King counters this argument by mentioning that “time itself is neutral” and that” [h] uman development […] comes through the steadfast efforts of men happy to be co-workers with God, and without this hard work, time itself becomes an ally of social stagnation” (99 ). King believes that this moment is for that reason the right time to act. King also responds to the clergymen’s allegation that his actions are “‘extreme'” (99 ). According to King, the African-American neighborhood includes “a force of complacency [complete satisfaction or indifference] and another of “bitterness and hatred,” like the Country of Islam (100 ). King’s objective is to moderate these two extremes through nonviolence.

Without this method, King believes “the streets of the South would […] be streaming with blood […] [and] a racial nightmare” (101 ). On further reflection, King shifts to the position that he is pleased to be labeled an extremist. Jesus, the Old Testament Prophets, the Apostle Paul, and Abraham Lincoln were all extremists for just causes. Jesus was “an extremist for love, truth and goodness,” and could perhaps work as an example of simply the kind of “creative extremist” the South and the U. S. need to overcome their oppression (103 ). The few white moderates who have acted by opposing are also such extremists and deserve appreciation.

King reveals keen frustration over the inactiveness of the white church on the concern of civil liberties. King applauds 2 of the ministers who made up the letter for their concrete actions toward equality in their churches but notes that during the Montgomery, Alabama, demonstrations, the white church management was controlled by “outright challengers” or those who “stayed silent” (104 ). The clergy in Birmingham have actually been equally frustrating, with some recommending compliance with segregation from the pulpit, focusing on insignificant details instead of the central concern of injustice, or elevating “otherworldly religion” over social issues (105 ).

In looking over the churches of the South, King finds himself wondering why they have actually been missing in action when federal government authorities supported partition and African-Americans rose up to demonstration. The modern-day church is “blemished and scarred […] through social neglect and through worry of being nonconformists” (106 ). In early history, Christians “rejoiced at being considered worthwhile to suffer for what they believed,” and worried towns identified them “‘disturbers of the peace’ and ‘outdoors agitators'” (107 ). Their willingness to live out their morals “brought an end to such ancient evils as infanticide and gladiatorial contests” (107 ).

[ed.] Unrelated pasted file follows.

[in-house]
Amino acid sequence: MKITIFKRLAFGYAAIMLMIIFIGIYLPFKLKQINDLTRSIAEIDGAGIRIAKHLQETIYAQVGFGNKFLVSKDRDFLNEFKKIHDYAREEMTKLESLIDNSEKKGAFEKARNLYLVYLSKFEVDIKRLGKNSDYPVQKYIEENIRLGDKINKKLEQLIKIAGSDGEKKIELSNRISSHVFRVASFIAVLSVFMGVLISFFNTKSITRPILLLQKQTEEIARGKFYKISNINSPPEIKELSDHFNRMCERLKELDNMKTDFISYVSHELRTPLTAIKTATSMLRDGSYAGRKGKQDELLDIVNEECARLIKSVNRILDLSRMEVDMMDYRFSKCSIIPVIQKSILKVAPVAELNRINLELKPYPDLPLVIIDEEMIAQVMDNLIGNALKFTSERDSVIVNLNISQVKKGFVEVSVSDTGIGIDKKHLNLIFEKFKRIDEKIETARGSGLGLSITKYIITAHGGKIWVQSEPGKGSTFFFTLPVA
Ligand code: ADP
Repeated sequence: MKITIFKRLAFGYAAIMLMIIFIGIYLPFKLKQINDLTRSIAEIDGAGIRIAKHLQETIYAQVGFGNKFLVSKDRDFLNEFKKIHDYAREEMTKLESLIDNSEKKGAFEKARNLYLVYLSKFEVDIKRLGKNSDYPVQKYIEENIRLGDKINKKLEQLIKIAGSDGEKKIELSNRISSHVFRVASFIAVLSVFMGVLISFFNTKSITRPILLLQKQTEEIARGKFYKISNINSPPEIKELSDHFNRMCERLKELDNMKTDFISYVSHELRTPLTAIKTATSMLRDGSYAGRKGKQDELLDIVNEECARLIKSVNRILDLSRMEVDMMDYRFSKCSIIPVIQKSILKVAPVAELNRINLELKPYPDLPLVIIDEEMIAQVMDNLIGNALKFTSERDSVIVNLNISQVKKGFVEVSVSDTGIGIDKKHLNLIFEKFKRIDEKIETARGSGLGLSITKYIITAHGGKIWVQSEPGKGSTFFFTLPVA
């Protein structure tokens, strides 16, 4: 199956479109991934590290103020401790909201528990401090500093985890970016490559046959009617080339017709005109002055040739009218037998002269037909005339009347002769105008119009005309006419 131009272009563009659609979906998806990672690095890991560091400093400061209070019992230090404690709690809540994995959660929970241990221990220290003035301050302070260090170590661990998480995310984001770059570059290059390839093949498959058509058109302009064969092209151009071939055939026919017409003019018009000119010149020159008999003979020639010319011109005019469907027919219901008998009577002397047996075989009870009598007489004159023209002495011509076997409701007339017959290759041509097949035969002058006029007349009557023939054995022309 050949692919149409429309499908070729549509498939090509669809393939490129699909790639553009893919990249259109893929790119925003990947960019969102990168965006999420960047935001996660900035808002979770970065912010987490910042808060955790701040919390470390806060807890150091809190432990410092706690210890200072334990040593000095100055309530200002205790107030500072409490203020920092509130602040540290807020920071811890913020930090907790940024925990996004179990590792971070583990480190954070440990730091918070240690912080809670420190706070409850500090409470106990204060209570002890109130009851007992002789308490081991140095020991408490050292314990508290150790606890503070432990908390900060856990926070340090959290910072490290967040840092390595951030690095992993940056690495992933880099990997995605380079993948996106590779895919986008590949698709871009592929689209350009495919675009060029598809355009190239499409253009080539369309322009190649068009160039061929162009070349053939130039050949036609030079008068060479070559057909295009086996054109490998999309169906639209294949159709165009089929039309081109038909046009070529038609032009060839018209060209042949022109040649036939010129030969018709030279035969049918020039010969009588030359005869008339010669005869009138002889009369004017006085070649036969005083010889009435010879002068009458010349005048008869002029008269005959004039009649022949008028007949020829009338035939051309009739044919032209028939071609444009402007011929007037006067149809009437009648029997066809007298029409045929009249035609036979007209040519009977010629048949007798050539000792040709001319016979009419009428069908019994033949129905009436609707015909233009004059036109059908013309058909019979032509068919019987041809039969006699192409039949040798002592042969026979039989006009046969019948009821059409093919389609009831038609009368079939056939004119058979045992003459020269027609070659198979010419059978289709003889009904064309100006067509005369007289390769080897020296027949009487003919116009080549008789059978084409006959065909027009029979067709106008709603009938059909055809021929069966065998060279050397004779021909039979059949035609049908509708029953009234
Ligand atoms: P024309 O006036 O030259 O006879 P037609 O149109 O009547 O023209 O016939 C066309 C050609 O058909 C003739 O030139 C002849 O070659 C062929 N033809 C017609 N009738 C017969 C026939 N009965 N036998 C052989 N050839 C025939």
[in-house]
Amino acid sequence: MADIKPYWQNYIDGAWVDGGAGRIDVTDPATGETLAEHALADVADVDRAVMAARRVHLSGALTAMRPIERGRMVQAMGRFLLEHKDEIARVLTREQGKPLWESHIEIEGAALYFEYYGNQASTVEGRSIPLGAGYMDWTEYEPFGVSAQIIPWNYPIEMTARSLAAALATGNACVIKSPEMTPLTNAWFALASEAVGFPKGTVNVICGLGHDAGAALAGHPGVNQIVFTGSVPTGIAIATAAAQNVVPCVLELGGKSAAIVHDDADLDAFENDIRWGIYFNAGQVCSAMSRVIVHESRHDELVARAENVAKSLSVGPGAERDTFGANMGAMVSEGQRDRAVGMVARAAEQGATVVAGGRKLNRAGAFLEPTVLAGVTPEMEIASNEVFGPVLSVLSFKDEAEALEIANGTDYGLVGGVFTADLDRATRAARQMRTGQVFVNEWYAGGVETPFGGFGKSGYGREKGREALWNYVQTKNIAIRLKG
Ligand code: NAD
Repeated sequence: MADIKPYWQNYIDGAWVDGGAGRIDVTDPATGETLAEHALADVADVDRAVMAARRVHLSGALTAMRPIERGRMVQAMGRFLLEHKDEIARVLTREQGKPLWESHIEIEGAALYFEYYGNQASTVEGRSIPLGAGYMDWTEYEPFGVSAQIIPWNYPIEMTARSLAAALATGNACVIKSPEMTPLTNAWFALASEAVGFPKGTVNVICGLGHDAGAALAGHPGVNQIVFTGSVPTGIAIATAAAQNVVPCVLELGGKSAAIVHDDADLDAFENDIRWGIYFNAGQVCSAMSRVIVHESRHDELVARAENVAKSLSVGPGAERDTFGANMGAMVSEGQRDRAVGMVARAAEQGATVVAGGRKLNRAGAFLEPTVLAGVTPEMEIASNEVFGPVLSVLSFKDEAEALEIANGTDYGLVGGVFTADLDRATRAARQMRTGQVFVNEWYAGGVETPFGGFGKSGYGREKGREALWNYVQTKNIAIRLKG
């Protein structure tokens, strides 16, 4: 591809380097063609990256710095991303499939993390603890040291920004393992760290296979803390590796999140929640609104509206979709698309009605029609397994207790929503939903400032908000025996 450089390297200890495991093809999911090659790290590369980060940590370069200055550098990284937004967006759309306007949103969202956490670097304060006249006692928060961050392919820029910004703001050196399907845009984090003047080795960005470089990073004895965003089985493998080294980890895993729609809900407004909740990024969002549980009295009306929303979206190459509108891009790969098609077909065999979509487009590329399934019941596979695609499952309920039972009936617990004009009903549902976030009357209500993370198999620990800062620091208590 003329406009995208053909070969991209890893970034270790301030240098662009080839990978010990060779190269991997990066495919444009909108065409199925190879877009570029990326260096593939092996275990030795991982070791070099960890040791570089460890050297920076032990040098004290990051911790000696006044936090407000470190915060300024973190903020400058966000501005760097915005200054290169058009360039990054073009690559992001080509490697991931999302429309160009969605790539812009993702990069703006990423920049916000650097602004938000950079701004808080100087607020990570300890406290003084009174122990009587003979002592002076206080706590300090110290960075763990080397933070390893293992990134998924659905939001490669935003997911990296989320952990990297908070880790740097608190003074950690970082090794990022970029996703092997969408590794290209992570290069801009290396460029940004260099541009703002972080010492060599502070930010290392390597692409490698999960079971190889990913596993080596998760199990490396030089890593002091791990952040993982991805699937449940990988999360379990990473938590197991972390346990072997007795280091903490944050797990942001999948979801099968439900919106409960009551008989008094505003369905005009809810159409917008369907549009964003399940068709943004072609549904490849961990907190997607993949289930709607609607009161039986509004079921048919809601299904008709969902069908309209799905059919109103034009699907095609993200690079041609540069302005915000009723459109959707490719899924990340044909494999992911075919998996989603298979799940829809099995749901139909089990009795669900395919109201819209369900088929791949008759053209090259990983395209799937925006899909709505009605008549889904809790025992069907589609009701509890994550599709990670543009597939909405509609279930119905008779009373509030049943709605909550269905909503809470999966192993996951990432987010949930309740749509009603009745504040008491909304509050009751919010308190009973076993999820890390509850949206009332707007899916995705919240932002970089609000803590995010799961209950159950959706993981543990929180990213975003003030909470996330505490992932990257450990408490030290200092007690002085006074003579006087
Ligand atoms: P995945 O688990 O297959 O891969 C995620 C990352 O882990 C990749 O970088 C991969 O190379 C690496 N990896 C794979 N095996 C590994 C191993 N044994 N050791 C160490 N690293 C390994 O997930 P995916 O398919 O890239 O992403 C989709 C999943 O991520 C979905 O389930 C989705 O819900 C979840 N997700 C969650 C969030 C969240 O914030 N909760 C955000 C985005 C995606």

Modern Christians are “rchdefenders of the status quo” and supply cover for the class structure in lots of neighborhoods by waiting or opposing advocacy (107 ). The churches’ complicity threatens to their survival, competes King. They have currently become progressively irrelevant for youths. King muses that possibly his optimism in the power of churches to take part in change has actually been lost. Perhaps arranged faith is just efficient in supporting the status quo and change can just originate from “the inner spiritual church” (107 ). King notes that some of his travel companions in the liberty marches are people from arranged religious beliefs.

King’s hope is that all arranged religions will follow their example. Even if the churches fail in this ethical responsibility, King is confident that the struggle for flexibility will be won “due to the fact that the goal of America is flexibility,” in spite of the longstanding oppression of African-Americans (108 ). African-Americans’ resilience and determination in believing in freedom regardless of “the inexpressible ruthlessness of slavery” implies that the present opposition will not win, either (108 ). The flexibility struggle aligns with Christian morality and national values, King argues.

King’s final reaction is criticism of the clergymen’s appreciation of Birmingham police’s maintenance of order throughout the demonstrations. King states he questions they would applaud police if they had seen the violence against protestors in the streets and jails. King admits that law enforcement has been more disciplined this time but notes that they are still taking part in actions that support immorality in the form of segregation. Instead, the clergymen should have praised the actions of the protestors, who showed great nerve and discipline by not striking back when attacked.

These protestors, argues King, will one day be acknowledged as “standing up for what is finest in the American dream and for the most spiritual values in our Judaeo-Christian [sic] heritage” (111 ). King excuses the long length of the letter. It was all he might carry out in a jail cell, he admits. He likewise begs forgiveness for any flaws in the letter, or the letter’s arguments, and reveals a desire that one day he will be able to fulfill the clergymen “not as an integrationist or a civil rights leader, however as a fellow clergyman and Christian sibling” (112 ). His last thought is a vision of a country joined in brotherhood, one free from prejudice” (112 ).